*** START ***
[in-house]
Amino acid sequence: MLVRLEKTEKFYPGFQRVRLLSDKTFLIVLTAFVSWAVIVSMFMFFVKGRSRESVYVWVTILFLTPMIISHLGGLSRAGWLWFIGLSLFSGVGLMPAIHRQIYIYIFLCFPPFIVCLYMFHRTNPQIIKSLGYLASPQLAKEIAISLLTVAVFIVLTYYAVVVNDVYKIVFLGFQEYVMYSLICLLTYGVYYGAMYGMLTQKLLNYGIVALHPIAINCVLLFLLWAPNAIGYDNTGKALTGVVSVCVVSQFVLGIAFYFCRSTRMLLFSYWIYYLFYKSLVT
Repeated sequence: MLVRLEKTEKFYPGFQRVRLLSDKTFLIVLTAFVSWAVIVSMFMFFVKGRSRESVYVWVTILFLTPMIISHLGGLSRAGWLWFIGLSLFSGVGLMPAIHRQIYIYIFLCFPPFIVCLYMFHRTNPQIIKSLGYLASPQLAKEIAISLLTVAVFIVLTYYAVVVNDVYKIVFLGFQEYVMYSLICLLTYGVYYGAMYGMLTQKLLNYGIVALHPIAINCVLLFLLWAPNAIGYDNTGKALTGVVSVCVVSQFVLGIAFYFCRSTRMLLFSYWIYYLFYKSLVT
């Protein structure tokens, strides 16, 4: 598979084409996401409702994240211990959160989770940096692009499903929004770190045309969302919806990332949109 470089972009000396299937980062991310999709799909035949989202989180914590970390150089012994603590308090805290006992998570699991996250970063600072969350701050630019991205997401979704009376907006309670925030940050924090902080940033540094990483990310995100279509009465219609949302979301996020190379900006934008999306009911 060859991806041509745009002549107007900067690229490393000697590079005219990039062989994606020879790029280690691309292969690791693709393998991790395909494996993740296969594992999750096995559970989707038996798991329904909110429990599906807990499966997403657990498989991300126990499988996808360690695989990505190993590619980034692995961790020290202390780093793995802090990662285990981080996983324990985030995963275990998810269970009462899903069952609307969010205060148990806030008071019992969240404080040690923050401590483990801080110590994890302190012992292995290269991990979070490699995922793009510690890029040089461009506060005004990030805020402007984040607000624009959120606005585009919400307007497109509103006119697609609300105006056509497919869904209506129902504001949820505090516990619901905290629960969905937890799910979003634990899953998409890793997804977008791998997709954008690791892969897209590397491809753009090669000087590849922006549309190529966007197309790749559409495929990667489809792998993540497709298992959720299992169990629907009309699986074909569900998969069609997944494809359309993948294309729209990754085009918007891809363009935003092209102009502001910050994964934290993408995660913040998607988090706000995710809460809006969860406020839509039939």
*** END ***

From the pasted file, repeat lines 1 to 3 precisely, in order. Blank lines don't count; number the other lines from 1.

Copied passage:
[in-house]
Amino acid sequence: MLVRLEKTEKFYPGFQRVRLLSDKTFLIVLTAFVSWAVIVSMFMFFVKGRSRESVYVWVTILFLTPMIISHLGGLSRAGWLWFIGLSLFSGVGLMPAIHRQIYIYIFLCFPPFIVCLYMFHRTNPQIIKSLGYLASPQLAKEIAISLLTVAVFIVLTYYAVVVNDVYKIVFLGFQEYVMYSLICLLTYGVYYGAMYGMLTQKLLNYGIVALHPIAINCVLLFLLWAPNAIGYDNTGKALTGVVSVCVVSQFVLGIAFYFCRSTRMLLFSYWIYYLFYKSLVT
Repeated sequence: MLVRLEKTEKFYPGFQRVRLLSDKTFLIVLTAFVSWAVIVSMFMFFVKGRSRESVYVWVTILFLTPMIISHLGGLSRAGWLWFIGLSLFSGVGLMPAIHRQIYIYIFLCFPPFIVCLYMFHRTNPQIIKSLGYLASPQLAKEIAISLLTVAVFIVLTYYAVVVNDVYKIVFLGFQEYVMYSLICLLTYGVYYGAMYGMLTQKLLNYGIVALHPIAINCVLLFLLWAPNAIGYDNTGKALTGVVSVCVVSQFVLGIAFYFCRSTRMLLFSYWIYYLFYKSLVT